You had to see this one coming.
Through the first four games:
- Tim Thomas 3PA: 13-24 (.542)
- Cuttino Mobley FG%: .620
- Chris Kaman: 1.25 TO/G
These stats are beyond the outer fences so far as the Clippers are concerned, and were destined to fall back to earth. Throw in a road game against one of the better defensive teams in the league and it's not surprising the Clips stuck their fork in the toaster.
For what it's worth, I don't think the Clippers' defense was as atrocious in the first quarter as the stats would make you believe. Dunleavy's decision to zone up wasn't completely absurd -- particularly against Detroit, who moves off the ball better than anyone. Billups loves to penetrate in the halfcourt and it's not like you can put Q on the ball and let Sam chase Rip Hamilton around. At any rate, when Dunleavy recognized that Billups was just going to reverse course and dribble toward the weak side and send Wallace over to the wing to challenge Cassell, he called off the dogs and switched back to a man defense. Detroit doesn't get a lot of praise for being a top-shelf offensive team, but they finished 6th in the league last season in offensive efficiency, and that's because they instinctively know how to break down defenses as well as any team in the league – with the possible exception of Phoenix…and maybe Utah's team last season.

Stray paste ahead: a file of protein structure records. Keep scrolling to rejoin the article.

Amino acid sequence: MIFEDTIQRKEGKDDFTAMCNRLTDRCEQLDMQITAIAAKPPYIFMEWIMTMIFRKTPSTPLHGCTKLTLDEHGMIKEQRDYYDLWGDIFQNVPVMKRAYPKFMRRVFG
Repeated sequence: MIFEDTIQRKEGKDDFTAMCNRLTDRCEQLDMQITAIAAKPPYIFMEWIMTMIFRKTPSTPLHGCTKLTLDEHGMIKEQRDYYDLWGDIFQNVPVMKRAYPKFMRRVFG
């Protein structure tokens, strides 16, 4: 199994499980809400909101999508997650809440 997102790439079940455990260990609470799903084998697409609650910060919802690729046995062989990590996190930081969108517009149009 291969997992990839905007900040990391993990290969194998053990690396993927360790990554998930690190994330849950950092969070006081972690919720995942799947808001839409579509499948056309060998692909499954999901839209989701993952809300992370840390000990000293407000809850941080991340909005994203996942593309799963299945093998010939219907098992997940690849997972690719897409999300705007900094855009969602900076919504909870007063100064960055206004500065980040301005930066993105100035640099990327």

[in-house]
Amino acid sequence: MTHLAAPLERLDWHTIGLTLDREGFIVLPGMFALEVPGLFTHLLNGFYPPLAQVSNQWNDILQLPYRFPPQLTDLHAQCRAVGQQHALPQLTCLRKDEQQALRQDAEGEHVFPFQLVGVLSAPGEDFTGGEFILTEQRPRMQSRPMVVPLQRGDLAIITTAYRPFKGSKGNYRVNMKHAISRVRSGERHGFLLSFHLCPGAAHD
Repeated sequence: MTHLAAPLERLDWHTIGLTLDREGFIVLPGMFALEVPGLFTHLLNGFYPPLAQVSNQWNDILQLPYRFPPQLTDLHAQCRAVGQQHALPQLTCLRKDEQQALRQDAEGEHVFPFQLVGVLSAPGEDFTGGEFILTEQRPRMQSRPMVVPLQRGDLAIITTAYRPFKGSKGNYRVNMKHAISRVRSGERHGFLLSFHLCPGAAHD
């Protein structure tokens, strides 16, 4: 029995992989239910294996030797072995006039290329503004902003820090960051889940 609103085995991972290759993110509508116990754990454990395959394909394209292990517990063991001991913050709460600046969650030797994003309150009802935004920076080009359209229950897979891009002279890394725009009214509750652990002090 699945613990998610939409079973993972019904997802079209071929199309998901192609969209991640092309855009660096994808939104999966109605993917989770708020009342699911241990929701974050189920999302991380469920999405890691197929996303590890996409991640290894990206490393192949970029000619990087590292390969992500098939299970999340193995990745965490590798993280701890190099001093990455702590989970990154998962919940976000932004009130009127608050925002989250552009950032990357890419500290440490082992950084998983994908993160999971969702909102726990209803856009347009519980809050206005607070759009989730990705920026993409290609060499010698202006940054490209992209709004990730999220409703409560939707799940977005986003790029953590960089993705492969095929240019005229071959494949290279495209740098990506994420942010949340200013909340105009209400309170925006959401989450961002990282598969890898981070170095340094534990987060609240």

Having just watched the first quarter again, it's clear that you could lay half the blame at the feet of Tim Thomas. When he wasn't being schooled by Wallace, or wilting as the second line of defense on a Billups' penetration, he was being called for a defensive three seconds violation. Possession after possession, he slid up when he should've stayed home and hedged when he should've doubled.
Kaman looked great again. And I loved that he got 8 FTAs. His best move of the night? In the first quarter against Rasheed Wallace. Ross dumps it into Chris way out off the right block -- a good 18 feet from the basket. Pivoting with his left foot, Chris collects the ball and swings his right foot around to face up against Wallace. Chris then puts a little jab step on Wallace, which gets 'Sheed lunging left to cut off the baseline. This buys Chris just enough time to step back and set for an 18-foot jumper with a beautiful follow-through.
I don't want us to get ahead of ourselves here, but this is more than just an instance of a guy picking up some of the stats leftover from the absence of a star. His footwork – which has always been sound – is even more fluid. He's clearly expanded his range. I'm not a big believer in "confidence" as a stand-alone intangible, but Chris now has the wherewithal to trust his game and his size. Defensively, I know he decided not to follow McDyess beyond 17 feet, but if I'd told you that McDyess was going to take four FGAs beyond 20 feet in the game's first 13 minutes, you would've taken that, right?